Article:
Turkey, Russia seek to carve up Libya with political solution

Russia and Turkey are seeking to carve Libya into their own spheres of influence by reaching a political solution to the conflict in the oil-rich North African country, Al Jazeera said.

In a phone call late last month, Ankara and Moscow’s foreign ministers urged the warring sides in Libya to cease fighting and return to the negotiating table.

That call came after a string of battlefield victories in May for the Turkish-backed, Tripoli-based Government of National Accord (GNA).

The GNA has turned the tables on the offensive launched last year by the rebel general Khalifa Haftar and his self-styled Libyan National Army (LNA), backed by Russia, the United Arab Emirates, and Egpyt, among others.

Reports of the arrival of Russian fighter jets late last month were interpreted by some analysts as Moscow signalling to Turkish-backed forces that they had advanced far enough and as a move to cement Russia’s position ahead of possible peace talks.   

"It is not a sign of its willingness to engage in a Syria-style military intervention in Libya, as Moscow has privately acknowledged that Haftar is unlikely to reverse the tide of the Turkish offensive," Samuel Ramani, a researcher at Oxford University, told Al Jazeera.

Attempts by Russia and Turkey to broker a ceasefire in Libya in January failed when Haftar refused to accept it and pressed ahead with his offensive. 

The GNA has said that it will not negotiate with Haftar now.

But Turkish columnist Semih İdiz told Al Jazeera the country's vast territory means that it is unlikely for Turkey to keep pursuing a military strategy.

"It [Turkey] will find itself in a similar position to that which it is facing in Syria, where Ankara does not recognise Assad despite more and more countries coming around to acknowledging that the Syrian president is part of the equation," he said.

"Eventually, Turkey will have to accept this, and it already has. There are indirect talks between the government and the Assad regime."

İdiz said that Turkey wants Haftar out of the equation to secure a controversial maritime border demarcation agreement it signed with the GNA that expanded its Exclusive Economic Zone (EEZ) in the eastern Mediterranean to support its hydrocarbon drilling projects.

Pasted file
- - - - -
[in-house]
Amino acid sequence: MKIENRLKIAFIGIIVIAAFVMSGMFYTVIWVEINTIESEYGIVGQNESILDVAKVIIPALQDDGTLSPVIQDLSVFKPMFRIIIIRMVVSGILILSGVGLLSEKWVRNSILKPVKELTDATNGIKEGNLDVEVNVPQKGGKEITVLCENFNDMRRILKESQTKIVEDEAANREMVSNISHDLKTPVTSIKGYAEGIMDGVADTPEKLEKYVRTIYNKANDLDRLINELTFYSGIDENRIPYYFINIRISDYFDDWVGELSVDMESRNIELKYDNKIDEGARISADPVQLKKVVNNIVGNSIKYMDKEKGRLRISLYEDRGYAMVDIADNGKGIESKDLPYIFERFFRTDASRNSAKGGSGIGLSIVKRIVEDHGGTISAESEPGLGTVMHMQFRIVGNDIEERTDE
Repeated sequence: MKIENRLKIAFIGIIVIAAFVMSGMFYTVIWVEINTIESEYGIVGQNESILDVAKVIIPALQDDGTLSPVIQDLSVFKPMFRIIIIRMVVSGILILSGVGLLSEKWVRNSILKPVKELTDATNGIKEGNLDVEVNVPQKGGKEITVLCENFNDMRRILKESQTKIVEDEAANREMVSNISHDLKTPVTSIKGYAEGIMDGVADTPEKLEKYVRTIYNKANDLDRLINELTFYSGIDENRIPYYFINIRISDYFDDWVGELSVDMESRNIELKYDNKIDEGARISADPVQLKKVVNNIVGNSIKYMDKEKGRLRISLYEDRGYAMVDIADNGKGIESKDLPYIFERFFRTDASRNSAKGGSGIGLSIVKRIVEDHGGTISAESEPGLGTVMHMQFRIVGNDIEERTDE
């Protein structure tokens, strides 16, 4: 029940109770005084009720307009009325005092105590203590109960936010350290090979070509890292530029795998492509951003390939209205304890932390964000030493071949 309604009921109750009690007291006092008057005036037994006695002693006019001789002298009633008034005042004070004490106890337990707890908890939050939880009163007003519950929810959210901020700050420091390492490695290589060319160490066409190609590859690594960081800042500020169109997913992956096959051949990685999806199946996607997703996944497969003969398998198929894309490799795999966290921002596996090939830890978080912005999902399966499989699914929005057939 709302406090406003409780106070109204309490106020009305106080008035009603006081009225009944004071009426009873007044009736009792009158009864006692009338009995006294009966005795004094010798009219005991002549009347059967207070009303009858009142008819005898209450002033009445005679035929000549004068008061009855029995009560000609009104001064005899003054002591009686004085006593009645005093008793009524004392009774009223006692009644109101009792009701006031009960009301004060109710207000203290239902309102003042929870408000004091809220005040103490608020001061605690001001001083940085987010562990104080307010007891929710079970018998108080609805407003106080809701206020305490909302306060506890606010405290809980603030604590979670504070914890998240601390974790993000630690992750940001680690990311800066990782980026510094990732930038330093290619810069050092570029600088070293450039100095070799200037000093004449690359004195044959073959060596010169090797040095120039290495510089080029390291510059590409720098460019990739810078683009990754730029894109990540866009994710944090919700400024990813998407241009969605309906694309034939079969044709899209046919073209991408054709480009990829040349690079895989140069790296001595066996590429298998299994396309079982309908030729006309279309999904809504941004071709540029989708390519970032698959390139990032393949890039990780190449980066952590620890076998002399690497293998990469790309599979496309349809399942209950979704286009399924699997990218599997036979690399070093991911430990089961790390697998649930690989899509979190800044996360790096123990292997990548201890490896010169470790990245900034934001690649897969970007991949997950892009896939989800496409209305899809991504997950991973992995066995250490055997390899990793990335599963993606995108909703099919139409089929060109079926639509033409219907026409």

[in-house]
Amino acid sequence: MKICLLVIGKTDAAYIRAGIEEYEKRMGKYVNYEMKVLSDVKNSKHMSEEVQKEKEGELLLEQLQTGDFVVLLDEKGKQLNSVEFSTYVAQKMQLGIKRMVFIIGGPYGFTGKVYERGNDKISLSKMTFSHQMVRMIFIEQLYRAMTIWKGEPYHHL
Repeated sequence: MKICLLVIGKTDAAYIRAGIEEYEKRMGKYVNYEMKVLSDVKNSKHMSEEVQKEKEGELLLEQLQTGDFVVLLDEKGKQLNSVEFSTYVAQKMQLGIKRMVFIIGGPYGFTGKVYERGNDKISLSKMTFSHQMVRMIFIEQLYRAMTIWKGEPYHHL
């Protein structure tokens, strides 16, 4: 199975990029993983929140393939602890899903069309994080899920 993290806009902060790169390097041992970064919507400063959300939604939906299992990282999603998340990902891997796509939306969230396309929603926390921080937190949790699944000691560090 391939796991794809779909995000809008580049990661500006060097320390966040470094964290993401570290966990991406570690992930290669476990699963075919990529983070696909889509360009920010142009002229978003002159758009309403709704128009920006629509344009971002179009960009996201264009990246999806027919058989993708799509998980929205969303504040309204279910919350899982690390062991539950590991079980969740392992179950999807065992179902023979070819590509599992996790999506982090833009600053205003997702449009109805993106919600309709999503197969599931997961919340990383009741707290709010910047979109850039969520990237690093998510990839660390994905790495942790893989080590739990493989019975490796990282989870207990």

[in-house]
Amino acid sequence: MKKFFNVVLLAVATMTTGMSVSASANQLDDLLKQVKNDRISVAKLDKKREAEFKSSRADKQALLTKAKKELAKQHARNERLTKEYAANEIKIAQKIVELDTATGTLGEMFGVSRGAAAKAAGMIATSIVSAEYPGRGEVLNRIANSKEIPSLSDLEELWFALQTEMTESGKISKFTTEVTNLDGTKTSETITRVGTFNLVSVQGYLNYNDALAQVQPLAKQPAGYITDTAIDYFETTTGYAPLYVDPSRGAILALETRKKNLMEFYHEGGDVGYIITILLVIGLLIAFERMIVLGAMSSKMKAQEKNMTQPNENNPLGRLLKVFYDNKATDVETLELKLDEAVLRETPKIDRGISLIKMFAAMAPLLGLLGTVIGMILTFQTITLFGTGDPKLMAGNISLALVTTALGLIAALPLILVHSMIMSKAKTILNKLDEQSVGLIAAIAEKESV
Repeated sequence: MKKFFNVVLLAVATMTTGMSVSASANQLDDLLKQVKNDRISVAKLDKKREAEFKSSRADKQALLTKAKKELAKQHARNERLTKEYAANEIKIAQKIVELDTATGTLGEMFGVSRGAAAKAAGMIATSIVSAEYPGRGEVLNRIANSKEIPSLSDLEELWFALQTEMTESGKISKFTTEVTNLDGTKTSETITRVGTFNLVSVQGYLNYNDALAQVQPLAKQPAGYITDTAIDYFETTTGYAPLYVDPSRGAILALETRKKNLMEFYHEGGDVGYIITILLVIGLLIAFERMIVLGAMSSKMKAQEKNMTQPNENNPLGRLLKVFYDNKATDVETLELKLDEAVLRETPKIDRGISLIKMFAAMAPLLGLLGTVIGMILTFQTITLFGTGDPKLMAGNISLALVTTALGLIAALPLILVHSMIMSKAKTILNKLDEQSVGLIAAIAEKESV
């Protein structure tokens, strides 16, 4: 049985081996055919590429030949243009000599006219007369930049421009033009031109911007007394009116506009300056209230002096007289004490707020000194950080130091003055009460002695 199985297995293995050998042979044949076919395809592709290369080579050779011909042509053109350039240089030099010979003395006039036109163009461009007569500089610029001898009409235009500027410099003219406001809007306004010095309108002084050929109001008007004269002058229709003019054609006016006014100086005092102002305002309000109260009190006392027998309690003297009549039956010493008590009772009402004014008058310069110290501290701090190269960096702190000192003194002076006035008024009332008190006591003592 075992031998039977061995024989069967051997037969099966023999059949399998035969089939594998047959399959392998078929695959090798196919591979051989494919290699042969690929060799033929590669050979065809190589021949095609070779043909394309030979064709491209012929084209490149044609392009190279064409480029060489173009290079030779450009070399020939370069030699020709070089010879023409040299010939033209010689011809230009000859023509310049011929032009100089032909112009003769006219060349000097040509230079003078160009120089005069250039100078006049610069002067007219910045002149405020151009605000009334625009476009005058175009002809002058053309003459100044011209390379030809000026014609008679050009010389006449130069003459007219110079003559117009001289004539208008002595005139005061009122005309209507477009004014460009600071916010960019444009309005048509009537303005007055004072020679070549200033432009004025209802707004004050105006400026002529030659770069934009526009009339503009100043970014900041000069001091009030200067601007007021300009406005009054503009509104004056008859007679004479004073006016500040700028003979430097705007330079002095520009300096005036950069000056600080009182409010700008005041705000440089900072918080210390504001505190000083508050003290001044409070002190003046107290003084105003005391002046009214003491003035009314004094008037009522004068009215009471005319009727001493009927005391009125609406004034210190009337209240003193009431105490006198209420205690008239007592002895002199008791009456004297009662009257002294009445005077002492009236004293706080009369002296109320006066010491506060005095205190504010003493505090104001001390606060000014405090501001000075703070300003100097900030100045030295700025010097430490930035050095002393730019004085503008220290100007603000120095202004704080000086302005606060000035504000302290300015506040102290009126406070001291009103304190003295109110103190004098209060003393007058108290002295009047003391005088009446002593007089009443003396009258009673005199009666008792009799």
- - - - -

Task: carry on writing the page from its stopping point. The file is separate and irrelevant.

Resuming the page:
"While Ankara acknowledges that a [peace] deal could move in the direction of a federation and that Turkey will have influence in the west, there is nothing to say that its strategic objectives in the eastern Mediterranean will be fulfilled as a result of the political agreement that might be reached,” İdiz said. 

Mohammed Ali Abdallah, an adviser to the GNA for U.S. affairs, told Al Jazeera that Turkey's maritime agreement is "of no value to it if the Libyan government is unable to control its entire shoreline".

Osama al-Sharif, a columnist writing in Arab News, said that Libya’s protracted nine-year old conflict is turning into another Syria - ironically with the same two main actors, Russia and Turkey, holding the balance of power and supporting opposite sides. 

Turkey and Russia had been at odds in Syria, before reaching a deal to manage that crisis, al-Sharif said. 

“Now a similar scenario is unfolding in Libya and it underlines the new geopolitical reality, which is marked by the lack of a U.S. strategy and European divisions,” he said.

Al-Sharif said it is clear that Turkey’s objectives in Libya are long term and that the United States appears to be content with Ankara’s role in Libya at present. 

“For now, the possibility of Turkey and Russia clashing directly in Libya seems remote. The more plausible scenario is that the two powers will find a way to impose a ceasefire, backed by almost all regional and international players, by controlling their proxies while seeking to reach an understanding on reviving political efforts,” he said.

“It is Russia and Turkey that appear to be in the driving seat now, and each is able to implement its own self-serving agenda.”